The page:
The COVID-19 pandemic has introduced a new set of challenges many doctors have not experienced in their lifetimes. As we continue to live through this extraordinary global event, it becomes increasing important that you continue to look after your own health while caring for the health and safety of others.
The COVID-19 pandemic has placed a significant toll on our community and has caused uncertainty and fear around what is currently happening, and of what’s to come. This uncertainty and fear has been heightened for medical professionals who are dealing with the impact of COVID-19 on a daily basis.
As the pandemic continues, anxieties among doctors and health professionals are continually evolving.
Dr Kym Jenkins, psychiatrist and immediate past president of RANZCP, says the initial anxieties that troubled many healthcare workers were tangible worries that included safety issues, such as the lack of PPE for staff and whether hospitals were able to accommodate an influx of COVID-19 patients.
“One of the most challenging things to work out from a mental health point of view is whether the healthcare worker is suffering from a mental health illness or whether they’re experiencing an understandable response to a completely abnormal situation,” explained Dr Jenkins.
Although an increase in stress and anxiety has occurred across the healthcare profession due to COVID-19, those with a previous history of anxiety are more vulnerable at this time. Generally speaking, many of us have an increased level of baseline anxiety during COVID-19. The initial worries that were keeping us awake at night are to do with the fear that the worst is yet to come, not dissimilar to the devastating scenes observed overseas.
As we move through these initial anxieties, doctors in private practice are also under significant pressure, adequately safeguarding their practice and staff, dealing with patients every day who may or may not be infected, shifting from face-to-face consults to learning how to navigate effectively through telehealth, and deciding whether to distance themselves from their family to avoid contaminating their loved ones in case they were infected, to name a few.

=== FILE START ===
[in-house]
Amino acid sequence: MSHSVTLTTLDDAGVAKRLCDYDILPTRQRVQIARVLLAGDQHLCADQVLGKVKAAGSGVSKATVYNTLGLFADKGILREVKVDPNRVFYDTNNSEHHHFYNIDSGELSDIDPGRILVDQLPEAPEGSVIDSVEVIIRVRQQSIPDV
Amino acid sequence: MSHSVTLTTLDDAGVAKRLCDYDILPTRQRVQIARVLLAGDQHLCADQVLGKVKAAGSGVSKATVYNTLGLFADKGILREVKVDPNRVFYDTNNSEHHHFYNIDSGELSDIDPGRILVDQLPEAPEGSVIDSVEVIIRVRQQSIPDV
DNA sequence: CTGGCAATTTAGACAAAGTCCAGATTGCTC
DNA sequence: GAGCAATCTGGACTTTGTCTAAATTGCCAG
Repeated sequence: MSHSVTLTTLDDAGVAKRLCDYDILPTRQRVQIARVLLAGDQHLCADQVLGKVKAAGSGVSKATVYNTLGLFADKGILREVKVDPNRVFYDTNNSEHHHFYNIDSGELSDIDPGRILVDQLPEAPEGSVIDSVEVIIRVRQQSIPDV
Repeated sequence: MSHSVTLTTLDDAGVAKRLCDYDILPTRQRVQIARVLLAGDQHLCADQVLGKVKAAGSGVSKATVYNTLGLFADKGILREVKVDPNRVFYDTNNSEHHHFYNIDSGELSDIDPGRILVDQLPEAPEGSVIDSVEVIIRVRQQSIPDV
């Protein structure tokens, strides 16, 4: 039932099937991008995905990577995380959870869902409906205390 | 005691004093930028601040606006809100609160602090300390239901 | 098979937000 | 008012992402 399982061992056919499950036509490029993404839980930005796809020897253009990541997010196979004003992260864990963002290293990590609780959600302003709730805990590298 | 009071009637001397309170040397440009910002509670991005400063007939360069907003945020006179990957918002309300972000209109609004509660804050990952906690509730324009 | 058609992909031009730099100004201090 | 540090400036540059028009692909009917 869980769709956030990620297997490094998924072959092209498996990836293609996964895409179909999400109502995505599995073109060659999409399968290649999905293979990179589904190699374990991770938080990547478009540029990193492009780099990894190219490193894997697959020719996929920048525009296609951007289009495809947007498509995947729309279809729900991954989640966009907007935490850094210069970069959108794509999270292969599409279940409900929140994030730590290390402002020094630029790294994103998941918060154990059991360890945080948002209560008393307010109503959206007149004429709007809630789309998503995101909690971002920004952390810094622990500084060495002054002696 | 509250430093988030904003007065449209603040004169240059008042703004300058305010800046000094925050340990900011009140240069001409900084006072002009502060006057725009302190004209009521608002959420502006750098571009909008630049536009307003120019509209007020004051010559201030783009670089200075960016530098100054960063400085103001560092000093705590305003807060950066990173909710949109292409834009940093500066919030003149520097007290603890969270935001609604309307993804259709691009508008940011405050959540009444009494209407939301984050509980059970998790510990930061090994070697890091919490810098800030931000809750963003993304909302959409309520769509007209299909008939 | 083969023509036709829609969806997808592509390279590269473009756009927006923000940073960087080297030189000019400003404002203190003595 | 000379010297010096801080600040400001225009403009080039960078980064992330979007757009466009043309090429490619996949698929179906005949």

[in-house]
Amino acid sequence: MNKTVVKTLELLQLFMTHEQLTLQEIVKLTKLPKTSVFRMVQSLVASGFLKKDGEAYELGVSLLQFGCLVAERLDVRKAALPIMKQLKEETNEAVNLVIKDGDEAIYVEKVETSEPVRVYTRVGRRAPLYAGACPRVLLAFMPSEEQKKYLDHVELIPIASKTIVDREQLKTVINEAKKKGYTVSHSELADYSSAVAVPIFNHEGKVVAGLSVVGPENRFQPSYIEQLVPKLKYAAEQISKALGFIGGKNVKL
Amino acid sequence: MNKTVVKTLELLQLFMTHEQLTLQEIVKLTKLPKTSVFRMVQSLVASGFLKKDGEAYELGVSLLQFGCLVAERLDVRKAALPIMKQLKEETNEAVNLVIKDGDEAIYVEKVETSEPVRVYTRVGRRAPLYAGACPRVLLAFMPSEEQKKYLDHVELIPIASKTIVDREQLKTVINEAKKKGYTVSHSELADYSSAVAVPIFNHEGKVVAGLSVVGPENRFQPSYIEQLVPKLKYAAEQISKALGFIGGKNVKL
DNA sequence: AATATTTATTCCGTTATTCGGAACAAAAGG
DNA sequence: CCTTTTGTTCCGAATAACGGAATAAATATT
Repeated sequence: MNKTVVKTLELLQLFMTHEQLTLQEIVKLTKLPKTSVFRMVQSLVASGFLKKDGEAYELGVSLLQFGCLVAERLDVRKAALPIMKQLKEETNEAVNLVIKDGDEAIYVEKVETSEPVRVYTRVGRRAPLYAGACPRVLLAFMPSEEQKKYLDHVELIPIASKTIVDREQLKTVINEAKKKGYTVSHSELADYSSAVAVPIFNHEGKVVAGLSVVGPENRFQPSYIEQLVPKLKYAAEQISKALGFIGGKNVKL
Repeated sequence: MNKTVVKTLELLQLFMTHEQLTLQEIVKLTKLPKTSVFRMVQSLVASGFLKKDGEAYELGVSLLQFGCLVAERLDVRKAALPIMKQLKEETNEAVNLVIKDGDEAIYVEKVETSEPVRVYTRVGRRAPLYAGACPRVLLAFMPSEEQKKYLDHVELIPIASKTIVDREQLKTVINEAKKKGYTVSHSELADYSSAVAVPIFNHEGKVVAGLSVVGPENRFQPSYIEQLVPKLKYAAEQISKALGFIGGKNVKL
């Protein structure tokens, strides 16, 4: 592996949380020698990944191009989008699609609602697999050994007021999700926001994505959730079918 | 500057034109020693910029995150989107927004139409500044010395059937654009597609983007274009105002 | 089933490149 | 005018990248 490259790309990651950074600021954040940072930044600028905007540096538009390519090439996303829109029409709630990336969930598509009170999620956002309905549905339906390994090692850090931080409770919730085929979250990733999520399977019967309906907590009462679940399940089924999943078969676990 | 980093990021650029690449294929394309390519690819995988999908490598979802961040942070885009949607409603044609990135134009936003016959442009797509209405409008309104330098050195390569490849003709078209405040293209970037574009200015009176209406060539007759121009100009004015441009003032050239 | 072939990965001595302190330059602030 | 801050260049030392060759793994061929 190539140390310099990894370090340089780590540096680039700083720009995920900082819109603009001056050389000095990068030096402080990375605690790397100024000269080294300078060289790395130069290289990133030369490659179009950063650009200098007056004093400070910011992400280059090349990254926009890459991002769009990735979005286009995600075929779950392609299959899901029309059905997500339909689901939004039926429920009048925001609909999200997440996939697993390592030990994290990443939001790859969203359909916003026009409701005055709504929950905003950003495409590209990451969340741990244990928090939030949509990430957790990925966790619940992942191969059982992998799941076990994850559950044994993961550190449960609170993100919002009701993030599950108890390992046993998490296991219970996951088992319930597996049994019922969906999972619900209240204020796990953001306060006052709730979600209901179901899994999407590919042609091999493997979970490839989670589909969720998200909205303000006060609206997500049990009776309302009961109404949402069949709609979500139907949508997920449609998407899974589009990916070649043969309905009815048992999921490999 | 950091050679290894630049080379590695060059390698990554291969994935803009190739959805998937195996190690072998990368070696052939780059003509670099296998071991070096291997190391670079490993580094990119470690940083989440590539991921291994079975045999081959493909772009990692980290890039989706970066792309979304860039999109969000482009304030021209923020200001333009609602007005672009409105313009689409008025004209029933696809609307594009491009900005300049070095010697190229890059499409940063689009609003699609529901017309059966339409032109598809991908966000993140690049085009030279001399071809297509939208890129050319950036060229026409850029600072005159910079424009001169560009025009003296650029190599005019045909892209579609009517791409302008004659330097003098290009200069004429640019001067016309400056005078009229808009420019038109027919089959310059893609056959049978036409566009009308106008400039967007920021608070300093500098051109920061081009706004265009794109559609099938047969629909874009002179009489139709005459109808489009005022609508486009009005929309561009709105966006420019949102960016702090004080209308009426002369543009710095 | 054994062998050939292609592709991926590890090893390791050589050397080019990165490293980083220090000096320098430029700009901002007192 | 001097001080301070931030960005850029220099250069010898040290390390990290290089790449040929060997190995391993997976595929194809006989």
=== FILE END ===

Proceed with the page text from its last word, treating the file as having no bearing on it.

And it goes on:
The financial impact on private practice and allied health services is also becoming apparent, due to the temporary reduction of non-urgent elective surgery and social distancing measures restricting access to certain services. Those with families are having to juggle more roles, such as having to home school children and the stress that comes with blurring personal and professional lives.
Life after ‘flattening the curve’
As we continue through more changes and disruption, we witnessed the economy gradually reopened and social restrictions slowly lifted. Although new uncertainties around Victoria’s recent increase in cases, as well as clusters in parts of Sydney and regional NSW, continue to cause uncomfortable and uncertain times.
“As time goes on we’re going to see more depression and despondency become apparent. The source of anxiety is going to be less in how people are handling things but a shift to those secondary considerations that aren’t directly related to the virus. It will be regarding the impact it’s having on their lives in areas such as relationships, career and income,” says Dr Jenkins.